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Dutch Elm Disease

Elm trees make up a significant and important part of the Lethbridge Urban Forest. There are approximately 5,000 public and 5,000 private elm trees in Lethbridge.

Dutch Elm Disease (DED) poses a serious risk to the health of elm trees. The disease is caused by a fungus, which blocks the elm tree’s water conducting system. Once infected, the tree will die in one to two years. There is no cure, only prevention.

Elm bark beetles spread the fungus from tree-to-tree. The beetles breed under the bark of dead or dying trees and, when the new generation emerges, they carry the fungal disease to new trees. It is most often introduced into a community through the transport of firewood.

DED Symptoms
  • Early summer – green, wilting leaves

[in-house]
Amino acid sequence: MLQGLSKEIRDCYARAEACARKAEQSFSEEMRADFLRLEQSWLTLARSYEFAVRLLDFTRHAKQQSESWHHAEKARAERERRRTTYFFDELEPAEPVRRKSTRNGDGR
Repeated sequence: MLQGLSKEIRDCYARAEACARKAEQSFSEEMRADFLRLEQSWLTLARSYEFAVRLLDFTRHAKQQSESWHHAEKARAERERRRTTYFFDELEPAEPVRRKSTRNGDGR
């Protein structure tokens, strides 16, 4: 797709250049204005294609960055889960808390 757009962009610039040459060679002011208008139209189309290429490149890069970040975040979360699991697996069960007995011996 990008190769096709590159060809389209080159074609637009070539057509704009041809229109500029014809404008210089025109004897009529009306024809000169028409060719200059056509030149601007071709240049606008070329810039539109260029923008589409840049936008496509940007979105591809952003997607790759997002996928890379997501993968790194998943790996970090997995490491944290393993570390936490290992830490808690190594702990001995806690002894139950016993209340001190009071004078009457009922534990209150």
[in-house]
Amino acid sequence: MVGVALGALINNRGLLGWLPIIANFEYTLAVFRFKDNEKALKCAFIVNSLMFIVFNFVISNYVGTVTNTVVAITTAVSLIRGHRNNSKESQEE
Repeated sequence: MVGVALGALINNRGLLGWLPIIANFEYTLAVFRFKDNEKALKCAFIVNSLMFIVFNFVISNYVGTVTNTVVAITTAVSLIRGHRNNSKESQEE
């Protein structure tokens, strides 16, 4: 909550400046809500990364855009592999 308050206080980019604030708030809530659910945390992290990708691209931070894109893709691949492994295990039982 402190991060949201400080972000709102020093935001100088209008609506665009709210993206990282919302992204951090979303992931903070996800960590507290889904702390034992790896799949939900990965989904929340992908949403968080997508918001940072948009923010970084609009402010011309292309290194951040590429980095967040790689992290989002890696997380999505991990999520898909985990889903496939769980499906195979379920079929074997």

• Mid-Summer – clinging, brown, wilted leaves
  • Dark brown or red streaks under the bark
What are we doing to prevent the spread?

In August 2020, two cases of DED were identified in Lethbridge. Since then, the City of Lethbridge has been working with Provincial and Federal agencies to assess the scope of the infection and to develop a response strategy. This began with the immediate removal and safe disposal of the infected trees. There have been no confirmed cases of DED since August 2020.

What can you do?
  • Do not store or use elm wood as firewood.
  • Adhere to the yearly pruning ban: Do not prune elm trees from April 1 to September 30.
  • Follow proper pruning: prune dead or dying portions from October 1 to March 31. Ensure proper disposal of the trimmings by either taking them to the landfill, burying or burning.
  • Keep elm trees healthy by watering them from April to August, with one or two good watering's before winter.

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